Owning a well-diversified set of stocks can both protect your portfolio during hard times and make you rich over the long haul. But if you're like many investors, you may have completely ignored a huge portion of the stock market -- and missed out on a whole class of stocks that bring you the best of both worlds.

When you first started investing, you probably focused on the giant companies that you knew best. Later, as you branched out and learned more about how to seek out even better performance, you may have started exploring small-cap stocks. But to put together a truly diversified portfolio, you need to bridge the gap between small and large companies. You might find the missing piece of your portfolio puzzle in mid-cap stocks.

The Goldilocks investment
In this month's brand-new issue of Motley Fool Champion Funds, you'll find a two-page feature that includes discussion of how mid-cap stocks can improve your investing results. Although definitions of what constitutes a mid-cap stock vary, they usually fall somewhere in the range of $1 billion to $10 billion market capitalizations and offer a just-right alternative between larger and smaller companies. With over a thousand stocks qualifying as mid-caps, you'll find a great assortment of companies, with both familiar favorites and some up-and-coming stocks that you may never have heard of.

The reason mid-cap stocks fall in the sweet spot is that they combine some of the best characteristics of both large and small companies. In particular:

  • Like large companies, most mid-cap stocks have an established track record of performance, both in their company financial statements as well as by creating shareholder value and seeing share prices rise. Those track records help limit the risk of mid-caps, especially in comparison to smaller companies that have less experience and are more prone to suffer potentially fatal setbacks.
  • Like small companies, however, many mid-cap stocks have only seen the beginning of their growth spurts. You may not enjoy quite as explosive returns as you'd earn by getting in on the ground floor of a great investment opportunity. But in comparison to larger companies that have already seen their best days and now languish in mature or even fading industries, mid-cap stocks can still deliver the promise of big gains in the future.

Looking at the returns of mid-cap stocks, you can see how they represent a fertile middle ground between large and small companies.

Index

5-Year Average Return

10-Year Average Return

S&P 500 (Large-Cap)

(4%)

(2.8%)

S&P Midcap 400

(2.2%)

4.3%

Russell 2000 (Small-Cap)

(4.5%)

2.2%

Source: Morningstar.

Avoiding the mid-cap value trap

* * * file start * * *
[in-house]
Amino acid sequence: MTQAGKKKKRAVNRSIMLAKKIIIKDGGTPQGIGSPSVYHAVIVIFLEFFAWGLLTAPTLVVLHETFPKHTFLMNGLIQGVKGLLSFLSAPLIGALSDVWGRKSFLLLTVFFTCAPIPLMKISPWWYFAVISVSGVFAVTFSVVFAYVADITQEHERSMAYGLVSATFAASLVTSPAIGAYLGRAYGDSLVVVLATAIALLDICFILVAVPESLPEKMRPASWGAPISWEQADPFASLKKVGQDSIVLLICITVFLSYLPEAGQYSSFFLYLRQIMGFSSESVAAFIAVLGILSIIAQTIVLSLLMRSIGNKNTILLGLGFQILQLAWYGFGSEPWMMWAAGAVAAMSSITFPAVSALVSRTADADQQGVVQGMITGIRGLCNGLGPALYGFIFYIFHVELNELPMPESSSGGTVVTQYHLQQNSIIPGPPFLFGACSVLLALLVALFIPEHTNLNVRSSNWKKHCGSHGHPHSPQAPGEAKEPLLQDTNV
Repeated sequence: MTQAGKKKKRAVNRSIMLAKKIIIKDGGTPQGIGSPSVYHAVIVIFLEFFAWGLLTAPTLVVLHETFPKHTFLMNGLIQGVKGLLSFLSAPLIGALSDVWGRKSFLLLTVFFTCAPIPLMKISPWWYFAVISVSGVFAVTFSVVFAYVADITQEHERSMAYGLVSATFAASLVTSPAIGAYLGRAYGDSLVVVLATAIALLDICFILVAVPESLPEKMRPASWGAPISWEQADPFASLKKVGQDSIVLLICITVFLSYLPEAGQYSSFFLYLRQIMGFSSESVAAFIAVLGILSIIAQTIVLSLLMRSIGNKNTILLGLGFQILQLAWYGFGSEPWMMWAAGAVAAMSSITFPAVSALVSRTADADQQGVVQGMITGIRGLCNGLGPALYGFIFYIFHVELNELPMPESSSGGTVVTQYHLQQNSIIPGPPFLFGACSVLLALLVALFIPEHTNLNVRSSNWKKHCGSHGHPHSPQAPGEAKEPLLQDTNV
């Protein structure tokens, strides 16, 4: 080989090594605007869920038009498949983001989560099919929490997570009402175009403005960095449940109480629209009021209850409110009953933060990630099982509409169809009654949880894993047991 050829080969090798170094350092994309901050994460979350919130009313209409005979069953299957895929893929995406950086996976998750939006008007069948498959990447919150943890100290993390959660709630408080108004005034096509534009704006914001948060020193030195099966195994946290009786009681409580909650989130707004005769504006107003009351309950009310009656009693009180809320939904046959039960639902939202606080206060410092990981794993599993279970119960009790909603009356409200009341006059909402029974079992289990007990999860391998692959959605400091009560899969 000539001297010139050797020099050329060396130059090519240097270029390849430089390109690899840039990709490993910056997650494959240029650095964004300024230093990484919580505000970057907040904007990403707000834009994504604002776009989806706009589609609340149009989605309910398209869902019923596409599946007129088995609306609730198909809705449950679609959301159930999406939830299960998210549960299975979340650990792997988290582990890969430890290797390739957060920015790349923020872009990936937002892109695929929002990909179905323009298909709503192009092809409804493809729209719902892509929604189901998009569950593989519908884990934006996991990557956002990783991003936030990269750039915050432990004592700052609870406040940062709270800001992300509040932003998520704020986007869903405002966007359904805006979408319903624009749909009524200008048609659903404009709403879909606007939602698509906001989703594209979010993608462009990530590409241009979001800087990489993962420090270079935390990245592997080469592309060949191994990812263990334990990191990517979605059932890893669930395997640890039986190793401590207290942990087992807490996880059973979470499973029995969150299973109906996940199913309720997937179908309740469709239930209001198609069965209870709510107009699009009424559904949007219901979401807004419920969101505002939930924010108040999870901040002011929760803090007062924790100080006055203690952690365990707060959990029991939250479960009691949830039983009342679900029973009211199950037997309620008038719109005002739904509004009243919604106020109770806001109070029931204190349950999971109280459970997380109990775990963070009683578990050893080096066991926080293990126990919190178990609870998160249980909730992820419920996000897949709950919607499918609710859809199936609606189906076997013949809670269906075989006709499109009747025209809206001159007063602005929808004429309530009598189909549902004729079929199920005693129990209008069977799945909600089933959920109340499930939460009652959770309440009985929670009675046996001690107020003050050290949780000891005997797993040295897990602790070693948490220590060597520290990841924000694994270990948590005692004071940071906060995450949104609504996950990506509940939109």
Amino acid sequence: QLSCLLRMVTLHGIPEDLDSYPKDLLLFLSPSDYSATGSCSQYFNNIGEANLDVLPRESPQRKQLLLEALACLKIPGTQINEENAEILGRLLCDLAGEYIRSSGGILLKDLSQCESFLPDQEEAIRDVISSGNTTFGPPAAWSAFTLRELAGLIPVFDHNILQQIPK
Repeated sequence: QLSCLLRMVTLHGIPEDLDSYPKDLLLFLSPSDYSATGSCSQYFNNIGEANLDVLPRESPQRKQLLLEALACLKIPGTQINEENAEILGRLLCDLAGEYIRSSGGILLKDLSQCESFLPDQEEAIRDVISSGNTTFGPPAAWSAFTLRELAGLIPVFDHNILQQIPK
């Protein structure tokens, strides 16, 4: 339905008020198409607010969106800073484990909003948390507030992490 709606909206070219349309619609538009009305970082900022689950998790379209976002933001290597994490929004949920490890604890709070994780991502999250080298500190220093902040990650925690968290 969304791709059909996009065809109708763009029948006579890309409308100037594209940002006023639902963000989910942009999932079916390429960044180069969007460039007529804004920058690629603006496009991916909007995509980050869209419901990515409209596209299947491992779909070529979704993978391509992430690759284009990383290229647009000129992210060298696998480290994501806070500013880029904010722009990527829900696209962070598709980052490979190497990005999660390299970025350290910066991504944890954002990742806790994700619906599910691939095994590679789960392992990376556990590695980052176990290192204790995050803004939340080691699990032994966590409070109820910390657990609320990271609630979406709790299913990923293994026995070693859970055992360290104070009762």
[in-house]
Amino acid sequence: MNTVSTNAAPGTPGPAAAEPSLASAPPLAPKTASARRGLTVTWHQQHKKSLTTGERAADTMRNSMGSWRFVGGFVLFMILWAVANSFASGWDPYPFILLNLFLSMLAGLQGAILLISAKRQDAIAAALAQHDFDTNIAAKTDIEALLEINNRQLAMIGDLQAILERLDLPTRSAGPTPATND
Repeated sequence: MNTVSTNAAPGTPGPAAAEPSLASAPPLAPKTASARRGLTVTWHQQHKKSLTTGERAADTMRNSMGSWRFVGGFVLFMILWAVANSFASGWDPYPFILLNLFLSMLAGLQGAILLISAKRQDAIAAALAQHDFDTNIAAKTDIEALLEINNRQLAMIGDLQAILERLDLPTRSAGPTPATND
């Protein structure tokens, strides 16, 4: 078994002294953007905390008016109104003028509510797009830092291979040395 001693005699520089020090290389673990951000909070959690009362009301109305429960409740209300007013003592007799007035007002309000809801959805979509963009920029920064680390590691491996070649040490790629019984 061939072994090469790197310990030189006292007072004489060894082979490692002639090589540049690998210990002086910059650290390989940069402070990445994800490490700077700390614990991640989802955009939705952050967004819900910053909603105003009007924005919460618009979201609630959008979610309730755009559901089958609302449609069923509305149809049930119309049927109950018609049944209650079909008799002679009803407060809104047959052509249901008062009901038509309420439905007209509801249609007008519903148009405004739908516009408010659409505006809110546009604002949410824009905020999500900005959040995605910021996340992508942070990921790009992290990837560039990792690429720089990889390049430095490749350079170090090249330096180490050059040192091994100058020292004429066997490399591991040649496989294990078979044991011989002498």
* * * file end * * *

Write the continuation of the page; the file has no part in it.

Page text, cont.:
Investing in mid-cap stocks does carry one unusual risk, however. In evaluating potential investments, you have to look closely and distinguish among companies that have grown up from small-cap status, versus those that have fallen from the large-cap ranks.

In the lifecycle of a typical company, businesses start small, grow to their full potential, and then either find new ways to profit as their initial strategies get old or fade back into smaller ranks. Obviously, you want to catch companies on their way up, not their way down.

But if you simply buy stocks based on market cap, you'll get some companies you might not want. Here's an example:

Stock

Market Cap

5-Year Total Return 

International Game Technology (NYSE:IGT)

$2.91 billion

(76%)

Alcatel-Lucent (NYSE:ALU)

$4.45 billion

(86.9%)

Sirius XM Radio (NASDAQ:SIRI)

$1.39 billion

(88.9%)

General Motors (NYSE:GM)

$1.83 billion

(92.1%)

Myriad Genetics (NASDAQ:MYGN)

$4.23 billion

474.4%

Hansen Natural (NASDAQ:HANS)

$3.20 billion

2,210.5%

Intuitive Surgical (NASDAQ:ISRG)

$3.78 billion

484.2%

Source: Capital IQ. Market Cap intraday on 3/26/09.

Learn more
So what's the best way to invest in mid-caps? Buying individual stocks can maximize your overall returns if you choose the top stocks. But because at least some active management is necessary to distinguish future champs from has-been stocks, many prefer to look at mutual funds. Foolish fund expert Amanda Kish looks at one great mid-cap fund prospect in this month's issue -- a fund that combines a value approach with the growth potential that mid-caps bring.

If you're curious about mid-caps -- or want to know what fund Amanda likes -- you won't want to miss out on this month's article. Not a subscriber? That's no problem -- our free 30-day trial offer makes it easy for you to get a sneak peek not only at this article but at the entire Champion Funds service, including back issues, exclusive online features, and much more. Check it out today and learn more about how mid-cap stocks can help you hit your investing sweet spot.

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Fool contributor Dan Caplinger owns a few mid-caps, though he tends to play the extremes more often. He doesn't own shares of the companies mentioned in this article. Hansen Natural and Intuitive Surgical are Motley Fool Rule Breakers selections. Try any of our Foolish newsletters today, free for 30 days. The Fool's disclosure policy is always sweet.